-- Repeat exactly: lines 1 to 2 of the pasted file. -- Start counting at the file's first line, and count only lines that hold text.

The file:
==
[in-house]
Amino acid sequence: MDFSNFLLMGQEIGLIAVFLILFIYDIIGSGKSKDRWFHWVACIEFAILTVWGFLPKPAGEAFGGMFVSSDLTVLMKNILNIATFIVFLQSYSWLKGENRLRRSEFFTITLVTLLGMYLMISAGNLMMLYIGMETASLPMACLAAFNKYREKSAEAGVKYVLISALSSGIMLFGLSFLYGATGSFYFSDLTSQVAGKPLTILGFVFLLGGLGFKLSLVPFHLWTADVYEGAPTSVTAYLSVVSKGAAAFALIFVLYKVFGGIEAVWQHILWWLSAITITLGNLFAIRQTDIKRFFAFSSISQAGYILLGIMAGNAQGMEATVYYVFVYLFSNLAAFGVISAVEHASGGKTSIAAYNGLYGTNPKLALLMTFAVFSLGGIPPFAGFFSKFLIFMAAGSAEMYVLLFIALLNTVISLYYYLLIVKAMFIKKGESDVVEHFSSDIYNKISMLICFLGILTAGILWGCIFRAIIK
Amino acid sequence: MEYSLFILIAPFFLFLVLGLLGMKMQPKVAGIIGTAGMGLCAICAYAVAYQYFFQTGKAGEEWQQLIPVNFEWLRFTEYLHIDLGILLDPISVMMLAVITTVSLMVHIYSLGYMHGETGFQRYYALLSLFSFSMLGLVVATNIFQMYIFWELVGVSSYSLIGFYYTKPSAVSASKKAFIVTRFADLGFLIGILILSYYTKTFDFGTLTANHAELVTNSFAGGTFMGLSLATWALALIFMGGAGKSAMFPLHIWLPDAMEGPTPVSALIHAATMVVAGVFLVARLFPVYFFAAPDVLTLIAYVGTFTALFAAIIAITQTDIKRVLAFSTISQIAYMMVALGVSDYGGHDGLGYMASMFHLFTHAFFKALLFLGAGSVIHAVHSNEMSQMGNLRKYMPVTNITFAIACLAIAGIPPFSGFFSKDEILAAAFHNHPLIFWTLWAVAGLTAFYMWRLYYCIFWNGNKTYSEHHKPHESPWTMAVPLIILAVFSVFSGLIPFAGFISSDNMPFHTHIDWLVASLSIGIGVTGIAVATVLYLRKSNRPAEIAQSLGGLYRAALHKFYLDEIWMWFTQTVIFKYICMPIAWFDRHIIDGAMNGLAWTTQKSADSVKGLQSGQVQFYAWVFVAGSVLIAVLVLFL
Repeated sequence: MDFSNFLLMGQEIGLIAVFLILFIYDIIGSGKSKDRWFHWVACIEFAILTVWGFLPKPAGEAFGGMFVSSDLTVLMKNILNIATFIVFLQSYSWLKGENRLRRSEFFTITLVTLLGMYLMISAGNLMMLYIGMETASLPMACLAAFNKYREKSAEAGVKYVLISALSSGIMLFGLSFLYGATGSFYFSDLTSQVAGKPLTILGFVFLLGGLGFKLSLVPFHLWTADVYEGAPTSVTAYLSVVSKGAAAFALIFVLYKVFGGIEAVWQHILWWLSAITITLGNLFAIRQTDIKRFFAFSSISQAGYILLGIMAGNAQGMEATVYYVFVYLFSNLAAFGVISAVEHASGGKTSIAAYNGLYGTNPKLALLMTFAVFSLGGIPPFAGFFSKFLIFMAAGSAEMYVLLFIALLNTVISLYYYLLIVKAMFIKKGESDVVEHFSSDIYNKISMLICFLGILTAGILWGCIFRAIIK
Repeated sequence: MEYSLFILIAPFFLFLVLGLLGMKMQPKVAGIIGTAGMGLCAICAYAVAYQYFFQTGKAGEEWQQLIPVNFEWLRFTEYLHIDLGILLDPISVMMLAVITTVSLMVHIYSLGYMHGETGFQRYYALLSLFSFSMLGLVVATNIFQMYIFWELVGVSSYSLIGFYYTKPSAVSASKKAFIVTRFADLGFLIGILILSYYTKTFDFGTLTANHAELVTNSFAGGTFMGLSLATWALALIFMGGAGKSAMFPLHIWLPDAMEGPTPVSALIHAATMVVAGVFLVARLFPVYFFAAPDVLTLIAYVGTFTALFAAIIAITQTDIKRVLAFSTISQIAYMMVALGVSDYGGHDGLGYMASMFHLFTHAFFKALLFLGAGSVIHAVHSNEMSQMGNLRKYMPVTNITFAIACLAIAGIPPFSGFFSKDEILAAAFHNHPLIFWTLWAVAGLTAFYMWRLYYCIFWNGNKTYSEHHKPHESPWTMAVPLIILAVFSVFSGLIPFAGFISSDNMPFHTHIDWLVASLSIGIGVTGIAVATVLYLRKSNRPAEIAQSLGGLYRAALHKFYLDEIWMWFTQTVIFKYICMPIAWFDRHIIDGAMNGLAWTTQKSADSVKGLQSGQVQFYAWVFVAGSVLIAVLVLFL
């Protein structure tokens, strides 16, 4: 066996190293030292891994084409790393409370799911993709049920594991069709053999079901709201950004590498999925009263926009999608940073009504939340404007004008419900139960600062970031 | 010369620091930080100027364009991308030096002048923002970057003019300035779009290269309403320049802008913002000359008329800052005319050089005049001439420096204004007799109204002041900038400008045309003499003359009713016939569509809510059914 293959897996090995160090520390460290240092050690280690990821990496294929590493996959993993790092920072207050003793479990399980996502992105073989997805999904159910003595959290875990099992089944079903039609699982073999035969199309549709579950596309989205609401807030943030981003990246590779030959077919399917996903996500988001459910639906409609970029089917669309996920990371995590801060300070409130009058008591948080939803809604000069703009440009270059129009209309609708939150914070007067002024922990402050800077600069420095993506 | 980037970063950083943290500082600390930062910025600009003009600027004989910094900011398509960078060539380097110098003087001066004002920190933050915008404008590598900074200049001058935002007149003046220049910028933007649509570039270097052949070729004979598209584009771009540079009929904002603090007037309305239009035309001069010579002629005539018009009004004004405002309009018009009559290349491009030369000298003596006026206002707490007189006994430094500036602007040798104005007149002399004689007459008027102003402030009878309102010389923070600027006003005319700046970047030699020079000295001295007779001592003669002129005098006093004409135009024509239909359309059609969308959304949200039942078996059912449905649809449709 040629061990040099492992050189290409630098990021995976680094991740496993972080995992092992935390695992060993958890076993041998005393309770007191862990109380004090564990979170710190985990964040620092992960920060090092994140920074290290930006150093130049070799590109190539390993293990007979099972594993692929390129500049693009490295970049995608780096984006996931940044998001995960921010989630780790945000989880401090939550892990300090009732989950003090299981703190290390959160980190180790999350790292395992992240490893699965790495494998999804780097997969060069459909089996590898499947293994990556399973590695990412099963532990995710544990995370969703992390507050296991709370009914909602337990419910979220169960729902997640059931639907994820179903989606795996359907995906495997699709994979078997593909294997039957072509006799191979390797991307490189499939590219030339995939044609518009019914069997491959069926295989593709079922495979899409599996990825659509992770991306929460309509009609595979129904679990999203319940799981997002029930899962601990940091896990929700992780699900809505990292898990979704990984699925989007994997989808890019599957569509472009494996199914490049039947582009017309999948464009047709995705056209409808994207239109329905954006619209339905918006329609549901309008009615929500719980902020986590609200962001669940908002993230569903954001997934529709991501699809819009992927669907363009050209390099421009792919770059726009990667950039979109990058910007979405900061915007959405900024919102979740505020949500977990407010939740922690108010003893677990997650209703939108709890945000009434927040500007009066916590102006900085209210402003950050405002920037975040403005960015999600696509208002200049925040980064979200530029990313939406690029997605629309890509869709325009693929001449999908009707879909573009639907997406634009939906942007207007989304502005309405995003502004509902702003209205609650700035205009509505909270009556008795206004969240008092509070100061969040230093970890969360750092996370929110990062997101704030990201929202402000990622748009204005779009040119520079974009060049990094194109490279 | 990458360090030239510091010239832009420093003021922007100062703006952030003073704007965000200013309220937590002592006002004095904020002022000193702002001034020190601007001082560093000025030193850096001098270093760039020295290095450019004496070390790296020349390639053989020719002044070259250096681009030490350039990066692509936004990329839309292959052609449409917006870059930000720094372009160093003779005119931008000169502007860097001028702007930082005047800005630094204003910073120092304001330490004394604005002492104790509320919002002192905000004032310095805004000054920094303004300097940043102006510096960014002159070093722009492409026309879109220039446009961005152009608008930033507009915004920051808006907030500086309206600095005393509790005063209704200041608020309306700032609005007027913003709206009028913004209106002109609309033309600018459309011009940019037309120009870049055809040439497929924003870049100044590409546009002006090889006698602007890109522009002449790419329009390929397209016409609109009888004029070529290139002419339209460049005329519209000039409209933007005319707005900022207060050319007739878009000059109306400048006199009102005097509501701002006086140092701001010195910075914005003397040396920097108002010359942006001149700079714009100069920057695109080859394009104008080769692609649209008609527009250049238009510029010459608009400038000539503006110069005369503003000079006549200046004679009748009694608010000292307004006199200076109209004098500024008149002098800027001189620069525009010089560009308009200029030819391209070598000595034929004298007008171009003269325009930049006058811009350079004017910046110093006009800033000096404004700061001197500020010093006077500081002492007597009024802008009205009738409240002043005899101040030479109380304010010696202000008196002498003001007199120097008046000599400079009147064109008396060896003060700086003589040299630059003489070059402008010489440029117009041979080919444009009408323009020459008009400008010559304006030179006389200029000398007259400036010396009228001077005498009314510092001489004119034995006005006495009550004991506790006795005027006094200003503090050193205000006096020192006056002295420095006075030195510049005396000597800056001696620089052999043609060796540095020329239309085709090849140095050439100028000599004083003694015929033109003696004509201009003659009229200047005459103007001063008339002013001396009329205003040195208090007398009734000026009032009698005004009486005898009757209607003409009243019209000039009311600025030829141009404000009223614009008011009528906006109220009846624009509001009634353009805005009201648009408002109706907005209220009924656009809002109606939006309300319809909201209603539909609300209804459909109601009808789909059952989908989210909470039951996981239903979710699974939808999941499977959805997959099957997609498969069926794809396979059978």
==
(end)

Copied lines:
[in-house]
Amino acid sequence: MDFSNFLLMGQEIGLIAVFLILFIYDIIGSGKSKDRWFHWVACIEFAILTVWGFLPKPAGEAFGGMFVSSDLTVLMKNILNIATFIVFLQSYSWLKGENRLRRSEFFTITLVTLLGMYLMISAGNLMMLYIGMETASLPMACLAAFNKYREKSAEAGVKYVLISALSSGIMLFGLSFLYGATGSFYFSDLTSQVAGKPLTILGFVFLLGGLGFKLSLVPFHLWTADVYEGAPTSVTAYLSVVSKGAAAFALIFVLYKVFGGIEAVWQHILWWLSAITITLGNLFAIRQTDIKRFFAFSSISQAGYILLGIMAGNAQGMEATVYYVFVYLFSNLAAFGVISAVEHASGGKTSIAAYNGLYGTNPKLALLMTFAVFSLGGIPPFAGFFSKFLIFMAAGSAEMYVLLFIALLNTVISLYYYLLIVKAMFIKKGESDVVEHFSSDIYNKISMLICFLGILTAGILWGCIFRAIIK